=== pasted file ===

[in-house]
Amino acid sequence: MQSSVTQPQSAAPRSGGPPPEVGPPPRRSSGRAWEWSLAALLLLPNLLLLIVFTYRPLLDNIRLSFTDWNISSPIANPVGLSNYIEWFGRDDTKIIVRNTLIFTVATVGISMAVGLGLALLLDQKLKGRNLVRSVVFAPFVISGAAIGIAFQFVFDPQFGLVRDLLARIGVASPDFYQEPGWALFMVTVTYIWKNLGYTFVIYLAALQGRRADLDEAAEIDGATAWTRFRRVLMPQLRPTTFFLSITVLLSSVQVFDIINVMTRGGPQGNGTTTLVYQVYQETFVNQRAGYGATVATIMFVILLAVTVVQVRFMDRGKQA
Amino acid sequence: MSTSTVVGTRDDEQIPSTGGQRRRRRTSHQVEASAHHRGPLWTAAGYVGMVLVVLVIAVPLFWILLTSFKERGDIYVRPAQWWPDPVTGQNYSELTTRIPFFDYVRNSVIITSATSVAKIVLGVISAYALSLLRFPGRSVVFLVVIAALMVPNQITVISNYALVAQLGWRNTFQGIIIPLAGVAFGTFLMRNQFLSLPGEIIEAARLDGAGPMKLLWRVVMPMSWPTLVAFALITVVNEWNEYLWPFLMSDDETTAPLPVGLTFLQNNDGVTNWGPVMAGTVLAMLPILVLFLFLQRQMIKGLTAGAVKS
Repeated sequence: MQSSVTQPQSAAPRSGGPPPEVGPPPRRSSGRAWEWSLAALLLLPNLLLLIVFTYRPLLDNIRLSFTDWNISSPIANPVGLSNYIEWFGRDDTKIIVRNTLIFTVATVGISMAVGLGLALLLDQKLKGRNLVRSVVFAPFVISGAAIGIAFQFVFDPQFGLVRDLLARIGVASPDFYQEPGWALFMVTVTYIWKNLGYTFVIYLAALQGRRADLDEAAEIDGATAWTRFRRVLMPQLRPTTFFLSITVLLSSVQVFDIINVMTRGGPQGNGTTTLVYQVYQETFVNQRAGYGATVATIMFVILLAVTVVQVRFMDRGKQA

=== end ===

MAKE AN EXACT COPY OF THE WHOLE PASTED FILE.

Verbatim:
[in-house]
Amino acid sequence: MQSSVTQPQSAAPRSGGPPPEVGPPPRRSSGRAWEWSLAALLLLPNLLLLIVFTYRPLLDNIRLSFTDWNISSPIANPVGLSNYIEWFGRDDTKIIVRNTLIFTVATVGISMAVGLGLALLLDQKLKGRNLVRSVVFAPFVISGAAIGIAFQFVFDPQFGLVRDLLARIGVASPDFYQEPGWALFMVTVTYIWKNLGYTFVIYLAALQGRRADLDEAAEIDGATAWTRFRRVLMPQLRPTTFFLSITVLLSSVQVFDIINVMTRGGPQGNGTTTLVYQVYQETFVNQRAGYGATVATIMFVILLAVTVVQVRFMDRGKQA
Amino acid sequence: MSTSTVVGTRDDEQIPSTGGQRRRRRTSHQVEASAHHRGPLWTAAGYVGMVLVVLVIAVPLFWILLTSFKERGDIYVRPAQWWPDPVTGQNYSELTTRIPFFDYVRNSVIITSATSVAKIVLGVISAYALSLLRFPGRSVVFLVVIAALMVPNQITVISNYALVAQLGWRNTFQGIIIPLAGVAFGTFLMRNQFLSLPGEIIEAARLDGAGPMKLLWRVVMPMSWPTLVAFALITVVNEWNEYLWPFLMSDDETTAPLPVGLTFLQNNDGVTNWGPVMAGTVLAMLPILVLFLFLQRQMIKGLTAGAVKS
Repeated sequence: MQSSVTQPQSAAPRSGGPPPEVGPPPRRSSGRAWEWSLAALLLLPNLLLLIVFTYRPLLDNIRLSFTDWNISSPIANPVGLSNYIEWFGRDDTKIIVRNTLIFTVATVGISMAVGLGLALLLDQKLKGRNLVRSVVFAPFVISGAAIGIAFQFVFDPQFGLVRDLLARIGVASPDFYQEPGWALFMVTVTYIWKNLGYTFVIYLAALQGRRADLDEAAEIDGATAWTRFRRVLMPQLRPTTFFLSITVLLSSVQVFDIINVMTRGGPQGNGTTTLVYQVYQETFVNQRAGYGATVATIMFVILLAVTVVQVRFMDRGKQA